Gloomy skies, wind gusts, and torrential downpours could not damper the spirits of family members of the 1st/214th Field Artillery Division this past Saturday.
Why not you may wonder? Well soldiers with the 214th returned home to their families Saturday morning after being deployed for 319 days, with a majority of that time spent in Afghanistan.
In the moments leading up to the troops return, one of the leaders of the Family Readiness Group Merre Price, described what she looked forward to the most about her husband’s return home.
“I can’t wait to hug him, want him to be back, I want to touch him”, said Price. “Haven’t touched him in nine months, they left in April and we haven’t seen them yet.”
Pulling in just after 10:00am Saturday morning, soldiers with the 214th arrived inside of the Inferno to a standing ovation from their family members.
Present at the welcoming home ceremony was Congressman Doug Collins (GA-9) who hung pictures of the 214th in his district office, but talked about what it means now that those pictures are coming down.
“And today and as we go forward, when those pictures come down is a reminder of what they have served and when people came in they had no doubt that the ninth district of Georgia, the people of Elberton, the guard, and the service matter to this country”, said Collins.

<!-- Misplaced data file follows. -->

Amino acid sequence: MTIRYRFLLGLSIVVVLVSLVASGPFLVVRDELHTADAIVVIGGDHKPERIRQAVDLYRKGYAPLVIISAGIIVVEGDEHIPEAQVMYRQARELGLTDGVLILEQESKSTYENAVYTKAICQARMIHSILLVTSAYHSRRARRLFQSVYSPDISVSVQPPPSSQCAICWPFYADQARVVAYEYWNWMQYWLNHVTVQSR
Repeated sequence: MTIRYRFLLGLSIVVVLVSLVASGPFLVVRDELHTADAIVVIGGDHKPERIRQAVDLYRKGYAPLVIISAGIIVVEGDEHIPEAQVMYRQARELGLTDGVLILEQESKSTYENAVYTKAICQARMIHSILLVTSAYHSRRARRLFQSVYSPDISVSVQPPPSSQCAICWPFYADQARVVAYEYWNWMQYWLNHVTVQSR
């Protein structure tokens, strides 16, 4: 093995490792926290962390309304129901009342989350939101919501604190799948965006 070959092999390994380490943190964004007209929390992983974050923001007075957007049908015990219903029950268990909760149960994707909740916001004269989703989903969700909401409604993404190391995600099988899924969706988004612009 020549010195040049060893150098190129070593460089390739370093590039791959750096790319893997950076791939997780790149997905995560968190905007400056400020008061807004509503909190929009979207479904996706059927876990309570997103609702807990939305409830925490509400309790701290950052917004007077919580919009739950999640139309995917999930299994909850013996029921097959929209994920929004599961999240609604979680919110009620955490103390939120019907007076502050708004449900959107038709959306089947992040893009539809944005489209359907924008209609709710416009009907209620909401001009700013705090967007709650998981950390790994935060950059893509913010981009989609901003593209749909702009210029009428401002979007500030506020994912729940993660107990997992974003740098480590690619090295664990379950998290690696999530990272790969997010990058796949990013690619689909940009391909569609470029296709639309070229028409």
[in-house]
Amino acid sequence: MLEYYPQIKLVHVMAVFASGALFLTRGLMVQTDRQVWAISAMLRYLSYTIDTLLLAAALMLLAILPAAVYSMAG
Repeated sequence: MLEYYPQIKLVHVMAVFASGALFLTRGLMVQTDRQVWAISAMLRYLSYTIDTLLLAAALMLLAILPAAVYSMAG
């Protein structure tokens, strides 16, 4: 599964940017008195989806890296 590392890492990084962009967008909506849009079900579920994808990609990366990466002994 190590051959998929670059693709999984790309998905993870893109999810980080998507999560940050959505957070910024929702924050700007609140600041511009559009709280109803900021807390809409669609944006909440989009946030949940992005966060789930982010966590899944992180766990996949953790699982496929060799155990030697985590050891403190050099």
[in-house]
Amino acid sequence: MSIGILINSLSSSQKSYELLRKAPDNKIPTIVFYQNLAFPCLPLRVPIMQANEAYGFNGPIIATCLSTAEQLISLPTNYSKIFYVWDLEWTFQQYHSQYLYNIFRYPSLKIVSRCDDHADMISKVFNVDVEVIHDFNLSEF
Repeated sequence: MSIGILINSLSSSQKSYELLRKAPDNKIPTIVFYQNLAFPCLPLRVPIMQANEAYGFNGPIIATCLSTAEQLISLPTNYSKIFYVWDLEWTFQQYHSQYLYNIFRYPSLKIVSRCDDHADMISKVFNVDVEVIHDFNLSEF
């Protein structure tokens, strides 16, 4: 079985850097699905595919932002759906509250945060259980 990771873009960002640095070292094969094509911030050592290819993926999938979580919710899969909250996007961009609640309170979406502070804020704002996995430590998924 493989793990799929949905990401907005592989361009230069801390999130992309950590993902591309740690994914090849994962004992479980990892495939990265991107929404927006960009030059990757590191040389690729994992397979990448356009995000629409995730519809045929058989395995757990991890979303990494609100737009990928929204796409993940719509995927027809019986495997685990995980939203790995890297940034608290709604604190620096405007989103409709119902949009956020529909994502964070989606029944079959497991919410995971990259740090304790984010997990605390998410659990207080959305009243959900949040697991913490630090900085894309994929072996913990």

Speaking next was Major General James Butterworth, who kept his speech very short.
Butterworth said, “Welcome home heroes of Task Force Granite, hooyah”.
Commanding General of the GA Army National Guard Brigadier General Joseph Gerard followed General Butterworth, and offered some helpful advice to the returning troops.
“And while they are standing here, since I tell them what to do, when y’all get home and reintegrate with your families, just do what your spouse tells you do for a little while okay?”, Gerard jokingly said.
Closing out the speakers was Commander of the 214th LTC David Casey, who said his unit did an excellent job in representing our area.
“We’ve reached the end of the trail, you have professionally represented our battalion, our state, and our foreign soil”, said Casey. “You brought hope to a war torn nation, where little hope exists.”